Juba interacts with one or more of the other three main characters through each story so far, and I love this continuity. I love it no less in The Broodthrall, as Nix and Juba’s interactions together are incredibly interesting considering the rumors and stories surrounding Juba as The Harrower, of which Nix has only heard of, not seen.
The Broodthrall receives 5/5 stars.
The Imperator: The war is over and Laria is at a loss of what to do next. With no king or queen, all titles have become meaningless. There are small, loving additions swept up within this story, as with all the others. A soldier suggests they slay their beasts of burden, as they’re low on food, and Laria considers this an act of great cruelty, as these animals are going extinct and their lives have been used only to carry their armies across the continent. Just that simple line gave me great empathy for Laria and her position: that she still thinks of the world around her, despite her own personal world crumbling at her feet. Despite whatever atrocities she probably committed as the head of the Mother’s Army.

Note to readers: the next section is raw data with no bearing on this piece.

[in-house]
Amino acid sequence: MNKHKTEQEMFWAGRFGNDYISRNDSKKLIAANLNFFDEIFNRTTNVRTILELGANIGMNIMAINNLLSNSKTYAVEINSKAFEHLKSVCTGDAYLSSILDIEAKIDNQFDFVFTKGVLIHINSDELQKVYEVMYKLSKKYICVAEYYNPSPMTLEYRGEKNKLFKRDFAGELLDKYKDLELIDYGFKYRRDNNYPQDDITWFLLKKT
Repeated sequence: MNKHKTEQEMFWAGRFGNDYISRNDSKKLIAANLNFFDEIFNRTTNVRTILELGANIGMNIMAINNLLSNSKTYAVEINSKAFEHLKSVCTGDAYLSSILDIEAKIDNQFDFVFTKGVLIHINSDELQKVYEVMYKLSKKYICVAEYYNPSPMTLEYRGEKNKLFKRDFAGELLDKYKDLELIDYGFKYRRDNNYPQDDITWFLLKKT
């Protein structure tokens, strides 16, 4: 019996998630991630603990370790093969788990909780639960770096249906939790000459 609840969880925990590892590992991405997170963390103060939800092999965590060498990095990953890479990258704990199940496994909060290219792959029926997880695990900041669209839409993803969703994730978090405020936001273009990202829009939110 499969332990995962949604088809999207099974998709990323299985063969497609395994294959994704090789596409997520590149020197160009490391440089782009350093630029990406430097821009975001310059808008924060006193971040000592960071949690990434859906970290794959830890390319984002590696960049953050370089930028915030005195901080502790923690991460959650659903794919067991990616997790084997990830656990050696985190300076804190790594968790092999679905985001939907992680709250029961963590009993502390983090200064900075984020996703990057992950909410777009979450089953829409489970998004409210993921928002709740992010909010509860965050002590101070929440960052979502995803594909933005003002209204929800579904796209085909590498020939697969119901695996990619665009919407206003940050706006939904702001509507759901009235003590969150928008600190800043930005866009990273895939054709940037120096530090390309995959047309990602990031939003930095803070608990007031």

It is a real treat to see from the perspective of the Mother’s Army, because Laria takes so much of her surroundings into account, and that makes her a great leader in my eyes. The memories of her father make her that much more human and real. Her right hand, Bos, makes cute little comments and carves cute little items, and again the mention of the Spark is brought up that pulls me into the worldbuilding. I love this about Boots’ stories.
Laria winds up meeting Hyrhyn, which I should have expected considering the cover, and yet was pleasantly surprised. Their conversation, the beats that settled in the silence, all resound so pleasantly. Boots does not waste words, nor do they mince them, and this is common throughout.
As The Imperator comes to an end, I am unabashedly excited for Book One. While Laria and Hyrhyn do not interact with Juba in this installment, The Harrower still makes an appearance near the end, and Juba is still forever in Hyrhyn’s thoughts. I found this to be an excellent ending to the prequels.
5/5 stars for The Imperator. Excellent, bravo!
Overall, Beforetimes: Afterlands has been a fantastic prequel series that very much entices me to read the full series upon release. I can’t wait to see all four of these characters: Juba, Hyrhyn, Laria, and Nix, interact together as a unit, and how they might discover the world after the war. What is left of the world, after having most of it burnt to a cinder? Will they be able to find peace? Happiness? I’m sure, so long as Hyrhyn is around, that at least one person will be happy. Boots is a fantastic author that I am extremely excited to read more of.
You can read the Beforetimes prequel stories for free on Boots' website, where they offer each story in PDF or EPUB format.
Afterlands is currently on pre-order for release on December 18th, 2021, and you can order it here on Amazon.